This is my best attempt at recalling what happened during the 8th painting of the Childhood Fractured.
“I lost my virginity when I was 6 years old.” Allen said. A silence pierced through the studio. The space was well lit. My eyes rolled over to Cheryl. She was filming. A camera was in front of her face, however, I caught a sliver of it. And it read, mortification. Those words – I lost my virginity when I was 6 years old – have been reverberating in my mind. To even approach the implications of that sentence leaves my soul exasperated. I lost my virginity when I was 6 years old. A sentence, perhaps, I will never forget.
Allen’s countenance shifted. Moments before uttering I lost my virginity when I was 6, and begging this painting session, Allen was his usual self: boisterous, joyful, level, and confident. Now in front of canvas he was vulnerable, open, and lost in expressing a trauma passed into art. His voice was soft. His posture was not masculine. He let his guard down.
Allen chose to use blue as the background. He made quick work of this with intuitive strokes from his paintbrush. He began giving form to the room in which his virginity was lost at 6. Strokes of purples and greens were used in a contrasting manner throughout. He carried on painting and narrating. Something I have since grown accustomed too. And he was to remain in this creative state until something happened. Somewhere in this creative excitement Allen lost himself in the center of darkness.
I watched Allen descend into pain in front of me. I was as curious as I was empathetic in regards to what was going on inside of this man’s mind and heart. All the sudden, his paint covered hands began shaking. Then his body. These shakes turned into violent tremors. Allen’s speech began breaking. He could hardly get a word out. He grabbed his paintbrush with a quivering right hand and attempted to paint. I could see his brown eyes behind the frames of his glasses. And they read, courage.
Watching a full-grown man break down in front of you is profound. When a man breaks down in front of you because he is reconstructing the memories of his sexual abuse, it is inspiring. I was given the privilege of watching a man, Allen, plunge himself, once more, into the murky waters of traumatic memories passed. Only to return stronger. And for what? For his own art career? Glory or Fame? No. He did this to help other people. He was doing this out of sacrifice. The most selfless of all human characteristics.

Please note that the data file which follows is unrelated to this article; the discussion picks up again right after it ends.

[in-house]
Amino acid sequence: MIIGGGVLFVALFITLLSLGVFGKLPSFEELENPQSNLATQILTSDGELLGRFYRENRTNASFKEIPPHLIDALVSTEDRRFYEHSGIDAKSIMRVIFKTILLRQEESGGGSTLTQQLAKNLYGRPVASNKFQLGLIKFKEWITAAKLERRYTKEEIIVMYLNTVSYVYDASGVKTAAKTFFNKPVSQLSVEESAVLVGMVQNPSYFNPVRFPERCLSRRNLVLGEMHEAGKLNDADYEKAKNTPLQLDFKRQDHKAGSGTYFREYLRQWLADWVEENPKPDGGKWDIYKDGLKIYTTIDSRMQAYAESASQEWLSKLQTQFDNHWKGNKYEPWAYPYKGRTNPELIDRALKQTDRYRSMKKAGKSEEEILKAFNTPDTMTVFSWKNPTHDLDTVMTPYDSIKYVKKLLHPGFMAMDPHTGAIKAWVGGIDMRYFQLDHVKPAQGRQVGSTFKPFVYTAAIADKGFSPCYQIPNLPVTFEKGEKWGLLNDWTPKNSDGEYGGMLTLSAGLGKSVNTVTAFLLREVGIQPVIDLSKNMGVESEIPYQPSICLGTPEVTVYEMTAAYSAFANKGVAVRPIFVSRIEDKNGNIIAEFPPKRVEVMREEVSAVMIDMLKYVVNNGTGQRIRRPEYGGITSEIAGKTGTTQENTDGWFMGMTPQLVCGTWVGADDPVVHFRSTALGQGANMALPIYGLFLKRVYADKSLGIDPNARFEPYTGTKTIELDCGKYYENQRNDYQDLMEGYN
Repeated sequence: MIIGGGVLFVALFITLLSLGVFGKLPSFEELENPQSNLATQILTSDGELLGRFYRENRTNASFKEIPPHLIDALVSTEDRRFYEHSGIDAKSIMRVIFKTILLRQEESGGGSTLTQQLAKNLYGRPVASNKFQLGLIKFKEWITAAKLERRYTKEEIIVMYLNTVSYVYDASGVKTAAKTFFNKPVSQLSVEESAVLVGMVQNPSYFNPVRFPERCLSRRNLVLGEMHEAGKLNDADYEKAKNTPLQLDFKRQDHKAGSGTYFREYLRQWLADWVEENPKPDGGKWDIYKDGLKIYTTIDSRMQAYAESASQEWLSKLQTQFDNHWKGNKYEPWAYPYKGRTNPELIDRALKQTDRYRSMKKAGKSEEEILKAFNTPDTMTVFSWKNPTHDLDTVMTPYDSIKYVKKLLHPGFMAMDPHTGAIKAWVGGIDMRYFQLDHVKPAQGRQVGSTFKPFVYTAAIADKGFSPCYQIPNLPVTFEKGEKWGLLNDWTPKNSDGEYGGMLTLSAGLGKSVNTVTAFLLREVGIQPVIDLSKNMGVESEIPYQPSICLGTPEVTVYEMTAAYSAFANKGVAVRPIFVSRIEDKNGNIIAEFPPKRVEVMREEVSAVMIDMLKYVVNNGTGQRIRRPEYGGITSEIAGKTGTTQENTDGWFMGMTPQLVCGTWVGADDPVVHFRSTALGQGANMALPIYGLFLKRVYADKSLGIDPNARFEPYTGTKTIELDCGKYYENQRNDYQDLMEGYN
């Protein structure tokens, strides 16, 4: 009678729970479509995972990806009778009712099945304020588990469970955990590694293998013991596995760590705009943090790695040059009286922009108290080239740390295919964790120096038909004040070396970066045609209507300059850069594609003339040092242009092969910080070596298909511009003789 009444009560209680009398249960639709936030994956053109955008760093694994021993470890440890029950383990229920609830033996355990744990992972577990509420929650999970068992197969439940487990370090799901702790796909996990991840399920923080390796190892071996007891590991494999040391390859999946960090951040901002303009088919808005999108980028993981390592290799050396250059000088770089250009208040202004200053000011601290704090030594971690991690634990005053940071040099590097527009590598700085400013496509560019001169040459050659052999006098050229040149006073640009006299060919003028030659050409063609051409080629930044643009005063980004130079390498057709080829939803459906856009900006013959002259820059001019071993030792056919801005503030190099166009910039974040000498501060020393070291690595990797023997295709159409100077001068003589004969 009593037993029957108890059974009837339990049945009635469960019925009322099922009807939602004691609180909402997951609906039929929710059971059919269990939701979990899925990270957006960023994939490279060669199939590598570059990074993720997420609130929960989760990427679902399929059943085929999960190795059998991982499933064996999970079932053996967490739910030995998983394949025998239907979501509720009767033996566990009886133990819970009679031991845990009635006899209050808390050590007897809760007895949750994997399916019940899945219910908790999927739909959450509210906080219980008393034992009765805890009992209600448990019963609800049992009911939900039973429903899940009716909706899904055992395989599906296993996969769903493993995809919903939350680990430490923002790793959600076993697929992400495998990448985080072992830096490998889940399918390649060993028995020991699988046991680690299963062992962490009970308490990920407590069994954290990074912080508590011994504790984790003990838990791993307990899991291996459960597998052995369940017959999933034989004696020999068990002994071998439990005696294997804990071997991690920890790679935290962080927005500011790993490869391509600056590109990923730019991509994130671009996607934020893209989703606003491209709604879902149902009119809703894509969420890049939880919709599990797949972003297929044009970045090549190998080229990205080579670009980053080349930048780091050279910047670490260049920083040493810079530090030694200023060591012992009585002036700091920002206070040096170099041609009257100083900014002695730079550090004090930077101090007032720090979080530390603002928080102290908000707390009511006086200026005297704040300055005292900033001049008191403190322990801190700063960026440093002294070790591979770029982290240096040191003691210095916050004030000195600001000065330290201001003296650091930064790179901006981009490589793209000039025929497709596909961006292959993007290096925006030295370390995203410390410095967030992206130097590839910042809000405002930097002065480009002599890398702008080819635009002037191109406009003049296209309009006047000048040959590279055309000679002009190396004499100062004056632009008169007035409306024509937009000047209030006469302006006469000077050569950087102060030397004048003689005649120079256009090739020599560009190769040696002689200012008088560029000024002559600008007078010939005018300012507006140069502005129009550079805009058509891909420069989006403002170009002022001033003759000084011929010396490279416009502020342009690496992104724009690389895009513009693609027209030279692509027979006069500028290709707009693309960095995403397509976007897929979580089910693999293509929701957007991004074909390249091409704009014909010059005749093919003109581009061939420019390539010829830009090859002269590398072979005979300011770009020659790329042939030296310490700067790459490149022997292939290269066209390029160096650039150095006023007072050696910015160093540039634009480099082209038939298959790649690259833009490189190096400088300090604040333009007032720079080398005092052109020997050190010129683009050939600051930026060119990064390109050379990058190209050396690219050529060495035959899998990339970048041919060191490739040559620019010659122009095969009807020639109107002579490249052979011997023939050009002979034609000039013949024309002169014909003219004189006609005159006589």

After this temporary break down, Allen finished the rest of this painting with creative clairvoyance. The video we taken of this session will capture it better than my words. We began decompressing and meditating on the experience as we do after each session. This began with a huge, collective exhale. For us we feel it is necessary to talk about the rigid complexities of sexual abuse if we want to heal.
Allen was pondering the motives of this girls who sexually abused him which is the subject matter of this painting. One of the girls, who the act was commenced with, was his age, 6 years old. The other girl, who was older, was the perverted orchestrater, the architect of the act. She was the force behind this act being committed. She forced Allen and her little sister to have sex. As we sat in a circle, I pondered their motives as did Cheryl.
I posited that they, whether implicit or explicit, committed these acts of sexual abuse out of instinct or necessity. These girls, without a shadow of a doubt, did not one day happen upon this mode of behavior. They were taught this. Forced into doing these terrible things in their own home. And in this context, by their own parents. When this series is completed this will be revealed in its entirety. You can understand this behavior if I say: When I am hungry, I eat. When I am thirsty, I drink. When they are bored, nonplussed, or in a libidinal frame of mind, they commit acts, or force others to commit acts of sexual abuse.
Sexual abuse, I am begging to grasp, is learned. It is impressed upon people by people who have had it impressed upon them. And in this context, it is the parents of the Morgan children. For the uninitiated, the Morgan parents were the perverted orchestraters behind Allen’s childhood sexual abuse. Allen has a profound empathy for the children who abused him. Indirectly, it wasn’t their fault. And he has a profound empathy for all those who have the same lived experience. This is sentiment I have gleamed off him.
These posts are not the focal point of our project. They are window in what we are doing. And if you see something through this window that touches you, please compel yourself to take up the mission of ending the sexual abuse of children. I couldn’t live with myself if I didn’t at least try.